And be ready to remind me of this very thing tomorrow, because I’ll need it!

Posted in What I Do

What I Do: Reading Reviews

Last week I shared some tips for writing reviews. But, most people are more likely to read a review than to write one. Reviews helps us discover new products that might be useful to us. They help us make a decision on major purchases. And they help us discover whether or not a product lives up to its claims.

Unfortunately, not all reviews are reliable or useful. Here are some tips for finding the best and most reliable reviews.

Avoid the extremes.

Although there are honest one and five star reviews, those are also the most likely places for scam reviews. Someone paid to write a review will almost always give a five-star ranking. Someone determined to undermine a product or brand (yes, those people exist!) will go with the one-star. Most truly thoughtful reviewers will fall somewhere in between.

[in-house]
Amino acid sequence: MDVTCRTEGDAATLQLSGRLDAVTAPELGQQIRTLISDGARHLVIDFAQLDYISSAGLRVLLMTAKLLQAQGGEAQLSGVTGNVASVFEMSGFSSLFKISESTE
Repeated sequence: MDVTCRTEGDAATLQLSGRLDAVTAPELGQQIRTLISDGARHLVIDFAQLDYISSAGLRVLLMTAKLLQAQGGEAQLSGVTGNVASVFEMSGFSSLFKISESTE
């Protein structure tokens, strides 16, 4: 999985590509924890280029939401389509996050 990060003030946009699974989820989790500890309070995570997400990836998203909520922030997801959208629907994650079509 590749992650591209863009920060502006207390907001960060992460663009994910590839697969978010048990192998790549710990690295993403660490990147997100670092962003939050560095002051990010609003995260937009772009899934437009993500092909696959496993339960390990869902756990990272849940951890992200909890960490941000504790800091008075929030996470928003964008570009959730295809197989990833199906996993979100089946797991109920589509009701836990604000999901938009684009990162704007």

Seek details. If a review is rated low and begins with a comment about slow shipping or a damaged product, it is probably not going to be helpful or relevant. Also, if a reviewer either raves about or bashes a product without giving true context, it might be hard for you to apply those pros and cons to your own situation.

A caveat to this would be the reviewer who says that the product arrived damaged, but an assessment of the product was still possible. In fact, a review like that could be incredibly useful!

Look for experience.

How many ways was the product used? For how long? Is there information that is not in the product description? Does the review candidly respond to the product description? Or does every detail seem to simply mirror the description?

Consider the relevance of the review.

An example will actually work best to explain what I mean. A few months ago, I took to the Internet to search for a shoulder rest for my daughter’s violin. I found one with solid reviews, but there was one primary complaint: there were no instructions for mounting the shoulder rest. The shoulder rest received several one-star ratings for that one reason.